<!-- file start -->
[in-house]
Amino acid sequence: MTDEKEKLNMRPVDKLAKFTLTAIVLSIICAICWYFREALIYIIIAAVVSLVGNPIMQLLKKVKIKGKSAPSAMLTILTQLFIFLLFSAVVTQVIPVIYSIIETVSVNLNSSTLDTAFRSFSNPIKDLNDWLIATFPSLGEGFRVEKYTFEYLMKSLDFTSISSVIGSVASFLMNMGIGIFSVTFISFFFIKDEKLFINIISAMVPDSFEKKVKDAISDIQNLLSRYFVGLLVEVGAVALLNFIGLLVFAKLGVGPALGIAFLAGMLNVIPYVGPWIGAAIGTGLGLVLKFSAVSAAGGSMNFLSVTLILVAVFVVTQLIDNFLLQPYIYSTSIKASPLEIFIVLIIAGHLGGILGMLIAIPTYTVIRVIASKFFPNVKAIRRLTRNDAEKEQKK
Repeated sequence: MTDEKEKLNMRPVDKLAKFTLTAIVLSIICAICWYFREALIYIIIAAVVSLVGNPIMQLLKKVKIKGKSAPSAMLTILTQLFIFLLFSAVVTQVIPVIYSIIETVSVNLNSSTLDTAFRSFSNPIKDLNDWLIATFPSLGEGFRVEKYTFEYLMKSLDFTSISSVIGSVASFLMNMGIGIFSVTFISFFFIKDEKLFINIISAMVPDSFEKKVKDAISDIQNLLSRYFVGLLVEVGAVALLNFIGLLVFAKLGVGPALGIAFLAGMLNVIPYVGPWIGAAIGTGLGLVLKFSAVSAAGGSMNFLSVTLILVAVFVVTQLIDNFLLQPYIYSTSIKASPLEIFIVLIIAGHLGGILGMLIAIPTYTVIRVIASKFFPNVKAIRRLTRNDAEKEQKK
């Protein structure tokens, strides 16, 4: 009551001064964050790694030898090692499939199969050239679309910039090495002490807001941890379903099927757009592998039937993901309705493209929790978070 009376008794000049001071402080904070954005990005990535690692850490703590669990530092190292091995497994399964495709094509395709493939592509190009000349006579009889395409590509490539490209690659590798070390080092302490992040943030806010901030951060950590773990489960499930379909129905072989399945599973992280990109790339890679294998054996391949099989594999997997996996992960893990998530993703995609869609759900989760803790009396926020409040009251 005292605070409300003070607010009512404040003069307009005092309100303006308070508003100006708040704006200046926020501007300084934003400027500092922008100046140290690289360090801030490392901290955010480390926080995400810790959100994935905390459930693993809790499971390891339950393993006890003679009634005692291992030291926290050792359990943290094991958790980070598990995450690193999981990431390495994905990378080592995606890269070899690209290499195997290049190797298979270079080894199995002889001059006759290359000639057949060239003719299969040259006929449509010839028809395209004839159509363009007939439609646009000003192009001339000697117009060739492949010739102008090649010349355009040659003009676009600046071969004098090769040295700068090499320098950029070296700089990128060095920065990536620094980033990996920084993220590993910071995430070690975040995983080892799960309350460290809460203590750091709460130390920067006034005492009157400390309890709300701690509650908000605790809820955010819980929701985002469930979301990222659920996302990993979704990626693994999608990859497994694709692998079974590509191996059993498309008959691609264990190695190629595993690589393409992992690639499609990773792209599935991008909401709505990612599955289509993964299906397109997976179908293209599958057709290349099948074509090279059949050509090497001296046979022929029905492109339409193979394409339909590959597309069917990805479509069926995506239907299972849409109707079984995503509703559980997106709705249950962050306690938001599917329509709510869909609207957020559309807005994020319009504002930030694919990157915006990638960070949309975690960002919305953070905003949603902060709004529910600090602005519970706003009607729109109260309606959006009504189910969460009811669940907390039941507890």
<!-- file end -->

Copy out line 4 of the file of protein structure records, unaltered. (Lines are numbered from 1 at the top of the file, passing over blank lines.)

């Protein structure tokens, strides 16, 4: 009551001064964050790694030898090692499939199969050239679309910039090495002490807001941890379903099927757009592998039937993901309705493209929790978070 009376008794000049001071402080904070954005990005990535690692850490703590669990530092190292091995497994399964495709094509395709493939592509190009000349006579009889395409590509490539490209690659590798070390080092302490992040943030806010901030951060950590773990489960499930379909129905072989399945599973992280990109790339890679294998054996391949099989594999997997996996992960893990998530993703995609869609759900989760803790009396926020409040009251 005292605070409300003070607010009512404040003069307009005092309100303006308070508003100006708040704006200046926020501007300084934003400027500092922008100046140290690289360090801030490392901290955010480390926080995400810790959100994935905390459930693993809790499971390891339950393993006890003679009634005692291992030291926290050792359990943290094991958790980070598990995450690193999981990431390495994905990378080592995606890269070899690209290499195997290049190797298979270079080894199995002889001059006759290359000639057949060239003719299969040259006929449509010839028809395209004839159509363009007939439609646009000003192009001339000697117009060739492949010739102008090649010349355009040659003009676009600046071969004098090769040295700068090499320098950029070296700089990128060095920065990536620094980033990996920084993220590993910071995430070690975040995983080892799960309350460290809460203590750091709460130390920067006034005492009157400390309890709300701690509650908000605790809820955010819980929701985002469930979301990222659920996302990993979704990626693994999608990859497994694709692998079974590509191996059993498309008959691609264990190695190629595993690589393409992992690639499609990773792209599935991008909401709505990612599955289509993964299906397109997976179908293209599958057709290349099948074509090279059949050509090497001296046979022929029905492109339409193979394409339909590959597309069917990805479509069926995506239907299972849409109707079984995503509703559980997106709705249950962050306690938001599917329509709510869909609207957020559309807005994020319009504002930030694919990157915006990638960070949309975690960002919305953070905003949603902060709004529910600090602005519970706003009607729109109260309606959006009504189910969460009811669940907390039941507890």